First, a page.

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  Committee, The Stick To The Rules
Year: 1968
Director: Peter Sykes
Stars: Paul Jones, Tom Kempinski, Jimmy Gardner, Robert Langdon Lloyd, Pauline Munro, Arthur Brown
Genre: WeirdoBuy from Amazon
Rating:  6 (from 1 vote)
Review: There is a young man, the Central Figure (Paul Jones) in our story, who has been hitchhiking. He is picked up by a talkative chap (Tom Kempinski) who is keen to tell the young man all about himself while he listens, but soon they hear a knocking sound from the engine and the driver stops in a glade and invites the young man to get out and investigate with him. This they do, but while the driver is bent with his head over the engine of the car, on impulse his erstwhile passenger slams down the bonnet on his neck, and after a struggle decapitates him.

This alarming beginning, all the stranger for its tranquil presentation, sets us on just under an hour of prime nineteen-sixties art film. Nowadays most true art films are made for installations in galleries, but back then you could go and see one in your nearest sympathetic cinema if you so desired. It was based on a short story by Max Steuer, who also produced and wrote the script, and concerns itself with the problem of conformity in modern society, with our Central Figure (that's how he's billed in the credits, incidentally) set up as the nonconformist who has to be rehabilitated.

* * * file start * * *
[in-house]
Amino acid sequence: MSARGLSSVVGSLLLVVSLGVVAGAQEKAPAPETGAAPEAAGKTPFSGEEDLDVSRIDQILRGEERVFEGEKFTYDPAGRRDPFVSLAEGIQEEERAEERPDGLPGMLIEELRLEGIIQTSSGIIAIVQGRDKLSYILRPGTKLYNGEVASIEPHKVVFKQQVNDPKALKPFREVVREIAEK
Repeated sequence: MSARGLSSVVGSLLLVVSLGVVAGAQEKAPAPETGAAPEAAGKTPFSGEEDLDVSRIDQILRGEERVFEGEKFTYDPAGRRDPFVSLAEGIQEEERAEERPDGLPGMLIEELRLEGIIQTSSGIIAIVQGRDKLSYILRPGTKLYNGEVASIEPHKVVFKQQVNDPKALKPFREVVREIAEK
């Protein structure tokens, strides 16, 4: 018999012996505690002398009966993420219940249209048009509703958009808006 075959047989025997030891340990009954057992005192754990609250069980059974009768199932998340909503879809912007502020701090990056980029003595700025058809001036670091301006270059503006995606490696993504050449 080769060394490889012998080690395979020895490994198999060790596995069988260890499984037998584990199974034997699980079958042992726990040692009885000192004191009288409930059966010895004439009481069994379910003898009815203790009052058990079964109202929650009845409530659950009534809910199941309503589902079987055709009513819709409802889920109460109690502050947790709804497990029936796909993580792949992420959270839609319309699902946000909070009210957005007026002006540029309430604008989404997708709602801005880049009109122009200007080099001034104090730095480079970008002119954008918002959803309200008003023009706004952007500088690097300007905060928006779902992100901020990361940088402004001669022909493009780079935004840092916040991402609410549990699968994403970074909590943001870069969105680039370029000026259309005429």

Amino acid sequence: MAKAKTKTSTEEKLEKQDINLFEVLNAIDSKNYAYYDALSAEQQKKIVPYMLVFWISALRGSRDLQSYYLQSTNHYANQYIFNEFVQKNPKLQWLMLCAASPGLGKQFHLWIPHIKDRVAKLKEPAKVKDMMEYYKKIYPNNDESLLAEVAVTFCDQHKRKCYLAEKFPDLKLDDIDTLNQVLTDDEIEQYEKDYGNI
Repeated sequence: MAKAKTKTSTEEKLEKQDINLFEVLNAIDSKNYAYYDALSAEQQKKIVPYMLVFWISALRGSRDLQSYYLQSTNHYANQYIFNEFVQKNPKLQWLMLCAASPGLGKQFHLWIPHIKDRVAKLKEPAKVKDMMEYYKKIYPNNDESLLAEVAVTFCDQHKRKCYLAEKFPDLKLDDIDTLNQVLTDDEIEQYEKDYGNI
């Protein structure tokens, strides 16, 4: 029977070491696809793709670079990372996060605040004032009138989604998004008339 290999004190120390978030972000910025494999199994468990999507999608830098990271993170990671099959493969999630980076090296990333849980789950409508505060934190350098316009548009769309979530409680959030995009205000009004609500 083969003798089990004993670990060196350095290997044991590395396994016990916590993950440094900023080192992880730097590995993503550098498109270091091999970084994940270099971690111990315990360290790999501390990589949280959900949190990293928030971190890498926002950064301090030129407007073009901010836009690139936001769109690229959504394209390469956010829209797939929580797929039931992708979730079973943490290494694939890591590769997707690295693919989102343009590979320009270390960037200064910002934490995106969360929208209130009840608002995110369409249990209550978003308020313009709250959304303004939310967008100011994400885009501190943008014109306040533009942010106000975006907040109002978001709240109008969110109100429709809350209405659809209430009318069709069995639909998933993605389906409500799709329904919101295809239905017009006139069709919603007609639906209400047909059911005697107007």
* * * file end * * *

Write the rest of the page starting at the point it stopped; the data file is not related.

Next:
Should you be worried about the bloke who had his head cut off, don't worry because after the young man takes it into the forest and contemplates it over a smoke, he returns it to the car and sews it back onto the body. The driver is a little dazed, but apparently none the wiser, making you wonder how the Committee of the title finds out about this act. But find out they do, and when the young man is at his work - he seems to be an architect or designer - he receives a letter telling him his presence is required at an establishment of the ruling class.

What he does there is wander around and eventually hold a conversation with the man in charge (Robert Langdon Lloyd) where his place in society is worked out. It's all very cerebral, and notably unexciting even on an intellectual level, but nevertheless has a matter of fact oddness that appeals. Today it will mostly be of interest to Pink Floyd fans as it features portions of their music on the soundtrack, although by no means enough to satisfy any but the most obscurity-obsessed afficionado. Alternatively, Arthur Brown fans might like to see him miming, crown aflame, to one of his songs in a party scene, and he fits right in funnily enough. That apart, a meditation on free will in a strictly ordered community, or indeed nation, is what's on offer here, and therefore recommended to those intrigued by pretentious sixties ephemera.
Reviewer: Graeme Clark


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